Haines Borough is currently running on an emergency power supply, as Lutak Dock, where the town receives its fuel barge, is on the other side of one of the washed out roads, Olerud’s declaration states. The declaration will remain in place for at least seven days.

ABC News’ Michelle Mendez contributed to this report.

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Hurricane Eta Lashes Nicaragua With Severe Rain, Causing Deadly Landslides

At least two people have died in Nicaragua after Hurricane Eta battered Central America on November 3, local media reported. Confidencial said two miners died due to a landslide caused by the heavy rain in the municipality of Bonanza. The storm also killed at least one person in Honduras, local media reported. Eta made landfall as a Category 4 hurricane with maximum sustained winds of 150 mph, according to the National Hurricane Center, but has since been downgraded to a tropical storm. Video filmed by Puerto Cabezas resident Rocky Maybeth Castillo shows trees moving in the strong winds, accompanied by heavy rain, after Eta made landfall in Nicaragua. A second video shows damage to the city as conditions remained severe. Credit: Rocky Maybeth Castillo via Storyful

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Flash Flooding and Possible Landslides Forecast in Fire-Affected Areas of Oregon

Residents of northwest Oregon were warned of possible flash flooding and landslides due to heavy rain forecast for areas burned by the Riverside, Beachie Creek and Lionshead fires. This footage, shared by Bobby Corser, shows rainfall as lightning streaks across the sky over Beaverton. The Oregonian reported that heavy downpours were expected to improve air quality but could lead to flash floods in areas recently burned by the three major fires. The National Weather Service issued a flash flood warning for portions of northwest Oregon, including Northern Oregon Cascade Foothills and Northern Oregon Cascades. Credit: Bobby Corser via Storyful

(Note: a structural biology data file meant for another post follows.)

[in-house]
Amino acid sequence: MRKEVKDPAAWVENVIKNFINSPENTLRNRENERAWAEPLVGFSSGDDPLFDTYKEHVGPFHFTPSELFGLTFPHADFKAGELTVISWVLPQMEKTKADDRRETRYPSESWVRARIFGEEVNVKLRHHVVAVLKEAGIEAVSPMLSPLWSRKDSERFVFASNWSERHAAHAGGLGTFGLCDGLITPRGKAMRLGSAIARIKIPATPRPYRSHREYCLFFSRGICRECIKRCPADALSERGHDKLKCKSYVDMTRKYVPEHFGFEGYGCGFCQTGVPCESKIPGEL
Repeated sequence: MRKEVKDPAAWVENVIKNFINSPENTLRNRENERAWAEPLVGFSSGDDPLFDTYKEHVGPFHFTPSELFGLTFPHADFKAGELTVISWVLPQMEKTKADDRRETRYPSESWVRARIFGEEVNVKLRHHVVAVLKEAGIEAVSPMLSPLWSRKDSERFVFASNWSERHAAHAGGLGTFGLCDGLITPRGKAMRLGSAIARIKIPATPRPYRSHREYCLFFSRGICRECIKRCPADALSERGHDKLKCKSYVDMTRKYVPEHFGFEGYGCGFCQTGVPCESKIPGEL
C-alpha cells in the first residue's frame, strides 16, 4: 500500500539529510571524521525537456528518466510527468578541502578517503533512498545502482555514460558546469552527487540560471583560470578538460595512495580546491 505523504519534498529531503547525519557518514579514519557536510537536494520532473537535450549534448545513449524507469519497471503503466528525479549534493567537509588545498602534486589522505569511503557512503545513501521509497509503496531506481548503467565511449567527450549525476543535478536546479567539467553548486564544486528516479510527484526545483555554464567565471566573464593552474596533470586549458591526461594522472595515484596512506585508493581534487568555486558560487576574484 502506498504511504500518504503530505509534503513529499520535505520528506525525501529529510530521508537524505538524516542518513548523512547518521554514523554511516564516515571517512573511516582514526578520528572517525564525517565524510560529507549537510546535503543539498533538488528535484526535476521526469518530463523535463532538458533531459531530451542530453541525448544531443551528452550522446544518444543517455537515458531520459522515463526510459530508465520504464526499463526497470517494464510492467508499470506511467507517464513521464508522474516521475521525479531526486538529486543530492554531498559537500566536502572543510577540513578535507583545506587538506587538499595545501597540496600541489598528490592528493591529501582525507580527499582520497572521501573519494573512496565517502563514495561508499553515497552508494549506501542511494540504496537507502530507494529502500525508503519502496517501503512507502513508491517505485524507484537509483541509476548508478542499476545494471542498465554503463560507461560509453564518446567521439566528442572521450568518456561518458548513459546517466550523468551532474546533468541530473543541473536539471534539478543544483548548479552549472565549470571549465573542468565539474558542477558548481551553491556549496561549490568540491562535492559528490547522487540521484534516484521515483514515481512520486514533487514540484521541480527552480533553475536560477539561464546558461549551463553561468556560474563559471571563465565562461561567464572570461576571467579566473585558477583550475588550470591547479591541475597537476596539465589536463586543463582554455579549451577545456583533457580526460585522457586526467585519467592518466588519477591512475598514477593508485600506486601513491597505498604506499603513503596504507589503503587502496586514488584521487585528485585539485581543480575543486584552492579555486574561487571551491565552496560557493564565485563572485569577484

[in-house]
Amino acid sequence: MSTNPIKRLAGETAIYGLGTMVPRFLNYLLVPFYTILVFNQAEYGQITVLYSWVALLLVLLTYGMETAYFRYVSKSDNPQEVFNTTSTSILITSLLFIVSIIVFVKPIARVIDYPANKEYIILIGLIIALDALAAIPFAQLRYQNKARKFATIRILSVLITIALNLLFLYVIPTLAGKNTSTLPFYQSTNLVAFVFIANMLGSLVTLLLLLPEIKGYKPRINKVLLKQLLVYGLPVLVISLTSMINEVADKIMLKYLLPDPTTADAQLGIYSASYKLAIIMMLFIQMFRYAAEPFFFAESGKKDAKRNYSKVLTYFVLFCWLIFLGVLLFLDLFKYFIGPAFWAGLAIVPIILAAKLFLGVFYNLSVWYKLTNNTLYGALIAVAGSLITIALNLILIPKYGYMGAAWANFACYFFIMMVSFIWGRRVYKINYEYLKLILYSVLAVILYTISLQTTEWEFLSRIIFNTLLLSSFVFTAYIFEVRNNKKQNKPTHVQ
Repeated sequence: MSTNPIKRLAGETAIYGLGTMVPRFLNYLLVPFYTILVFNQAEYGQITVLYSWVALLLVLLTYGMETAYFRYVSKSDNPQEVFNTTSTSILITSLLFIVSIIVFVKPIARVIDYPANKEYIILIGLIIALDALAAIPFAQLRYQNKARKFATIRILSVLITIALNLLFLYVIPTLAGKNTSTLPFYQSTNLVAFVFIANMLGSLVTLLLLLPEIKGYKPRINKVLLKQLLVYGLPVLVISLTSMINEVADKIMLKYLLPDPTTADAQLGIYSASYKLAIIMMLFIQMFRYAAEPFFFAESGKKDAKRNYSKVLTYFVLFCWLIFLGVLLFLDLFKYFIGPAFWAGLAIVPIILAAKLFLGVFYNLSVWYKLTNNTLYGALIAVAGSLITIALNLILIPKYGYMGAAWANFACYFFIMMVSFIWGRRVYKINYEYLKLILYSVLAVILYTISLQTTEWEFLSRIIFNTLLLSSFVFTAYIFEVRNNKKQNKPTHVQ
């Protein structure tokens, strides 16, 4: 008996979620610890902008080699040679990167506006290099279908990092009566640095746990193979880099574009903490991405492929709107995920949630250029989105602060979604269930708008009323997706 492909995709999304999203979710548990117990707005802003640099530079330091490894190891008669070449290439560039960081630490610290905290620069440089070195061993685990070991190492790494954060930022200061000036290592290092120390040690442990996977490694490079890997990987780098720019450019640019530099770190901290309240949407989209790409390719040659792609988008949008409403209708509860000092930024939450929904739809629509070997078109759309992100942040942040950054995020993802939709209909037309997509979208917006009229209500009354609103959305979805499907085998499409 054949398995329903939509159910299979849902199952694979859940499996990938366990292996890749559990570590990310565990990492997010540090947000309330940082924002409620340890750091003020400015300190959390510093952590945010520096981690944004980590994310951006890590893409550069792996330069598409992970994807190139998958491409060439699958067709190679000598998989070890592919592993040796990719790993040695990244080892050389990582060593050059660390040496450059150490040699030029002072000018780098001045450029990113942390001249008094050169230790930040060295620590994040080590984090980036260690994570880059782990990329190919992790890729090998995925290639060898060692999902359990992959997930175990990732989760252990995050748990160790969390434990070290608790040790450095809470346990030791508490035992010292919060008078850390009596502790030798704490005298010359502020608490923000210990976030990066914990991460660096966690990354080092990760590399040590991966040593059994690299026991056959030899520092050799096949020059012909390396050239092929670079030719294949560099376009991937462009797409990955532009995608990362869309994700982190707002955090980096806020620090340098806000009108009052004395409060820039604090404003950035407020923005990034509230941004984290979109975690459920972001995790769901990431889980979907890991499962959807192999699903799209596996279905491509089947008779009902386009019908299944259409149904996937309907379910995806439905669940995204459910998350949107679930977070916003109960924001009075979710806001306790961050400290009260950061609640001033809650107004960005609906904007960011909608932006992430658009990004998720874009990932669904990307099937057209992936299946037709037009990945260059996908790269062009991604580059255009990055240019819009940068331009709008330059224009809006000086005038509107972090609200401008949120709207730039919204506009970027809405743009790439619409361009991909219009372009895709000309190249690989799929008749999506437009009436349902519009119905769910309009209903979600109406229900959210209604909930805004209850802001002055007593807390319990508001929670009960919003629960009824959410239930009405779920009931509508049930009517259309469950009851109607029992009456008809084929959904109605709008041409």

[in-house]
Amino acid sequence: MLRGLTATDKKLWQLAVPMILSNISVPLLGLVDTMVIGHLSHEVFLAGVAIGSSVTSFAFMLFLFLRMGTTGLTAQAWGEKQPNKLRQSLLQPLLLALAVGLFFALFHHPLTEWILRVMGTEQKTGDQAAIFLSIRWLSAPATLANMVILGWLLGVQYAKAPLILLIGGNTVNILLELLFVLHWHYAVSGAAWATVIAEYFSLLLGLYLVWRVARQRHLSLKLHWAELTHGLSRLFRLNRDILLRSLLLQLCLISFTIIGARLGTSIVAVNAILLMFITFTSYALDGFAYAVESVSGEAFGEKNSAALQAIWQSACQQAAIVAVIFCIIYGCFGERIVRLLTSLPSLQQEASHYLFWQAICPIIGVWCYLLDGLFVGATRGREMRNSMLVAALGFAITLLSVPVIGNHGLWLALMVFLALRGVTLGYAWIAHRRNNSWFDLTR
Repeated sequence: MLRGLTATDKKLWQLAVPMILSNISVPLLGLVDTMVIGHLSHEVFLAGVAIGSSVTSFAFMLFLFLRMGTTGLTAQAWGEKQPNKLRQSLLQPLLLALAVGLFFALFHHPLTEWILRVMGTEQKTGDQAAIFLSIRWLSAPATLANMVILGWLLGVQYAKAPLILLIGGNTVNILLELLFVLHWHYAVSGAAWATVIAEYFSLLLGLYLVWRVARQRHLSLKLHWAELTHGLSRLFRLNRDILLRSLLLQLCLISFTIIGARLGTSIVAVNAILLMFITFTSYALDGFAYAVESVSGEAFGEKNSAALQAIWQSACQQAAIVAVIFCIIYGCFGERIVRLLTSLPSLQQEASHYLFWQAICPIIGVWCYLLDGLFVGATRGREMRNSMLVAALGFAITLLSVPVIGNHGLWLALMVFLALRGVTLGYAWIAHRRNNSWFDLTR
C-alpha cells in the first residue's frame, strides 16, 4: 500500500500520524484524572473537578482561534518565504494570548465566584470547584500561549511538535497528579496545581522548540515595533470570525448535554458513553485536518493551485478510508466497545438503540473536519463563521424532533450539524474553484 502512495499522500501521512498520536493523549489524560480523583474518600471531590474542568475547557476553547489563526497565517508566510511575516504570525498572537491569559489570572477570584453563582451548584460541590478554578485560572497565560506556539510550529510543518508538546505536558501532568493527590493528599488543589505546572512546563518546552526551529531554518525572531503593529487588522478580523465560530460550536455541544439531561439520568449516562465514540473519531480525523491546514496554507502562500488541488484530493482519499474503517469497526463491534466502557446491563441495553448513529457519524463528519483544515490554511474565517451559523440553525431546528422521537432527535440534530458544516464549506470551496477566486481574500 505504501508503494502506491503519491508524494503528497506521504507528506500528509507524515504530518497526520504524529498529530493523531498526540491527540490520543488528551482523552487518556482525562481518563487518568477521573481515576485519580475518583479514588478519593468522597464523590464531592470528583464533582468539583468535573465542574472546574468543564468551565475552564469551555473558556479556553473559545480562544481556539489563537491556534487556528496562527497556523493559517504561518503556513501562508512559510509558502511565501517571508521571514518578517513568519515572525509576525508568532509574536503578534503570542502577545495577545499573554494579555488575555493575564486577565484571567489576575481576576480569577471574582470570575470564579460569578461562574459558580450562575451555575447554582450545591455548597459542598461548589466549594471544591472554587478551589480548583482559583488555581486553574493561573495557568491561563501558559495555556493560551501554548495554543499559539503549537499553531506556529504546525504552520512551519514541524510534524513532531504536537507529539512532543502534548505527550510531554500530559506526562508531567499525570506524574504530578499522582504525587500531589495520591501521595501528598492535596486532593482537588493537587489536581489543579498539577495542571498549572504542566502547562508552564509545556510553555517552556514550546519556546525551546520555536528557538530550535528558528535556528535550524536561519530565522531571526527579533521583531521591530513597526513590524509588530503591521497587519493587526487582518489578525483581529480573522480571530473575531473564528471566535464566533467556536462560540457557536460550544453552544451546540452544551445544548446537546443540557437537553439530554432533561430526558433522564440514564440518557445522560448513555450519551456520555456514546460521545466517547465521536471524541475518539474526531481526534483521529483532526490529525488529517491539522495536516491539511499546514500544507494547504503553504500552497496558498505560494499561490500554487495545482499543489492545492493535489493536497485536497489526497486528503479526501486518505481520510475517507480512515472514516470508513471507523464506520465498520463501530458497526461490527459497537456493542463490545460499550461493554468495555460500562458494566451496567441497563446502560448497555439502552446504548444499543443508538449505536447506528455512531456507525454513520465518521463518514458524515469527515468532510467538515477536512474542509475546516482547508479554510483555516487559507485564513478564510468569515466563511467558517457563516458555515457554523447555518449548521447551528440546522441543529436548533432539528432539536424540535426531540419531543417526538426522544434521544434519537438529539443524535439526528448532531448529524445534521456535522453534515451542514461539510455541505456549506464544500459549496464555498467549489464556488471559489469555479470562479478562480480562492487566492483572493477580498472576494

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Central Water Commission issues flood advisory for states, warns of landslides and flash floods | India News

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NEW DELHI: As monsoon rains continue to batter parts of India, the Central Water Commission issued a flood advisory for several states Tuesday, including Himachal Pradesh and Uttarakhand, warning some hill districts of possible flash floods and landslides.
It also said heavy rainfall will lead to more inflow of water into reservoirs in several states.
An advisory for Himachal Pradesh, Punjab, Haryana, Uttarakhand and Uttar Pradesh said heavy-to-extremely heavy rainfall is likely in the coming days. And the water level in Sutlej, Ravi, Beas, Ghaggar, Yamuna, Bhagirathi, Alaknanda, Ganga, Ramganga, Sarda, Sarju and Ghaghra would rise.
“There is a likelihood of flash floods in some of the hill districts. Necessary precautions have to be taken for possible landslides and blockages of river flows due to landslides in high ranges of these states,” the advisory said.
It advised for monitoring of the rivers for increased inflow.